The trouble is they’re not looking for a model that ‘works’, they’re looking for one that proves their theory correct.

Bryan A
Reply to  Bloke down the pub
April 2, 2015 10:09 am

In a NUTSHELL

Reply to  Bloke down the pub
April 2, 2015 10:38 am

Well said!

Reply to  Bloke down the pub
April 2, 2015 1:52 pm

Or, of course -whisper it – they seek a model that covers salary and, perhaps bonuses, and pension contributions, until retirement.
I do wonder (a little) at how little emphasis is based on paper authors’ proximity to retirement – versus the likely timeline for fairly assessing their magnum opus . . . . . .
Should I go back to watching the daily rise and fall of the price of marine plywood?
Auto

Gunga Din
Reply to  Bloke down the pub
April 2, 2015 2:06 pm

Bloke down the pub
April 2, 2015 at 9:58 am

Or to put it another way, if 3 decades of attempts to build a model which works, has failed to deliver results, maybe its time to stop repeatedly butting your head into the same wall.

The trouble is they’re not looking for a model that ‘works’, they’re looking for one that proves their theory correct.

May I suggest an edit?
“The trouble is they’re not looking for a model that ‘works’, they’re looking for one that appears to prove their theory correct or is at least good enough for a headline.
😎

BFL
Reply to  Bloke down the pub
April 2, 2015 10:53 pm

Nah, just one that keeps the alarmist position in place and the money rolling in. It’s tough having to move on to another field when it’s about all they have ever known. Big pay cuts are no fun.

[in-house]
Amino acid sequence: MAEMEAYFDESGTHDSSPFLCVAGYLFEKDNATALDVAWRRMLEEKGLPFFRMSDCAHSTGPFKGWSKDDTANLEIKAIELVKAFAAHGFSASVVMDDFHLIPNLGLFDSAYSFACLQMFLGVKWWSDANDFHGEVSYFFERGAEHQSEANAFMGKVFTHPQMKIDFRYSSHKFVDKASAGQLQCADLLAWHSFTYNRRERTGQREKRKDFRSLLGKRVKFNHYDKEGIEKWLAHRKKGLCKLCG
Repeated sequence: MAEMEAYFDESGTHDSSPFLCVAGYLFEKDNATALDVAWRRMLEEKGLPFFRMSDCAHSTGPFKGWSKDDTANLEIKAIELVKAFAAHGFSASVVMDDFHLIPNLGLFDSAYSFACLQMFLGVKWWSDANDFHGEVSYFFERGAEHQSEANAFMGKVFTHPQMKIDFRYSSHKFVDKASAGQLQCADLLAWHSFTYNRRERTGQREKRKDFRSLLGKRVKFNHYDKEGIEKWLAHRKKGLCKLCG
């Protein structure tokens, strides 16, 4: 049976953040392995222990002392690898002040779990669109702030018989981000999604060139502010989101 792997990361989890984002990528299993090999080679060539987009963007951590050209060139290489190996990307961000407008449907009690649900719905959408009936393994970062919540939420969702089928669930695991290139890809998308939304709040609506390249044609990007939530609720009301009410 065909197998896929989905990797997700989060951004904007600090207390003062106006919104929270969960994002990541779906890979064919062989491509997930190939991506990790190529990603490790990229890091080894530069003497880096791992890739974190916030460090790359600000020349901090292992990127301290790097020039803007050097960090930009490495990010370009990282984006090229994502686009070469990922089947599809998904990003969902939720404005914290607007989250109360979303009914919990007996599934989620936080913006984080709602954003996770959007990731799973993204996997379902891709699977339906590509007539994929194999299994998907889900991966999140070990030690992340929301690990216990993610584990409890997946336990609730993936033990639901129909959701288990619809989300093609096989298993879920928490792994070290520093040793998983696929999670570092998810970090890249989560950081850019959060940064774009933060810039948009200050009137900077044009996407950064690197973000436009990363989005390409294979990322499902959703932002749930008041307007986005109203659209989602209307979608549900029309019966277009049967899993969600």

Pierre DM
April 2, 2015 10:02 am

I currently do not have a conclusion on what is likely driving our climates from a natural or an anthropogenic perspective. I do see many possible paths but nothing concrete.
Many here have made their conclusions and often interject them in the comment section of WUWT threads to remind us of their views and that we are wrong to not consider their conclusions as the basis for skepticism.

sabretruthtiger
Reply to  Pierre DM
April 2, 2015 10:44 am

The weight of the evidence suggests it is not CO2-based. There are periods such as the Mediaeval, Roman and Minoan Warm Periods that had far less CO2 and were warmer than today. The Ordovician period had 11 times the CO2 and an ice age. It hasn’t warmed for 17 years despite rising CO2 and there is no tropospheric hotspot basically disproving the central positive feedback tenet of their hypothesis.
CO2 rise trails temperature by 800 years.
These basic points do not deny the GHG nature of CO2 and we do not even almost fully understand climate but CO2 is not a major climate driver, if climate sensitivity was high the feedback amplification of CO2 would create a runaway Greenhouse.